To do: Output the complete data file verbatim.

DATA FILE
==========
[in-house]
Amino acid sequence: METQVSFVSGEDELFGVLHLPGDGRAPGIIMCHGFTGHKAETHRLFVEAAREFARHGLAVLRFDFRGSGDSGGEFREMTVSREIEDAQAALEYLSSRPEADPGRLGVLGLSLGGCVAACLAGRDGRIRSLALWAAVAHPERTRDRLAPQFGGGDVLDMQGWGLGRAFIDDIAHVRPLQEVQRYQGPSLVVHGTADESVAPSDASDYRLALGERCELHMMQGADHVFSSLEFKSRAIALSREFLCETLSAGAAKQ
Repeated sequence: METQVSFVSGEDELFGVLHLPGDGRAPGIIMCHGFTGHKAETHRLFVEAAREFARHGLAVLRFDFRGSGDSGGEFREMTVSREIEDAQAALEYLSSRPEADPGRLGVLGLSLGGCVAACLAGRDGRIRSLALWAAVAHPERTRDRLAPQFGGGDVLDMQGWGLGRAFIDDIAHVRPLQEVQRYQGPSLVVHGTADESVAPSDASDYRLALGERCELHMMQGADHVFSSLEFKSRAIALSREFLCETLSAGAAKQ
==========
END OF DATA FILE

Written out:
[in-house]
Amino acid sequence: METQVSFVSGEDELFGVLHLPGDGRAPGIIMCHGFTGHKAETHRLFVEAAREFARHGLAVLRFDFRGSGDSGGEFREMTVSREIEDAQAALEYLSSRPEADPGRLGVLGLSLGGCVAACLAGRDGRIRSLALWAAVAHPERTRDRLAPQFGGGDVLDMQGWGLGRAFIDDIAHVRPLQEVQRYQGPSLVVHGTADESVAPSDASDYRLALGERCELHMMQGADHVFSSLEFKSRAIALSREFLCETLSAGAAKQ
Repeated sequence: METQVSFVSGEDELFGVLHLPGDGRAPGIIMCHGFTGHKAETHRLFVEAAREFARHGLAVLRFDFRGSGDSGGEFREMTVSREIEDAQAALEYLSSRPEADPGRLGVLGLSLGGCVAACLAGRDGRIRSLALWAAVAHPERTRDRLAPQFGGGDVLDMQGWGLGRAFIDDIAHVRPLQEVQRYQGPSLVVHGTADESVAPSDASDYRLALGERCELHMMQGADHVFSSLEFKSRAIALSREFLCETLSAGAAKQ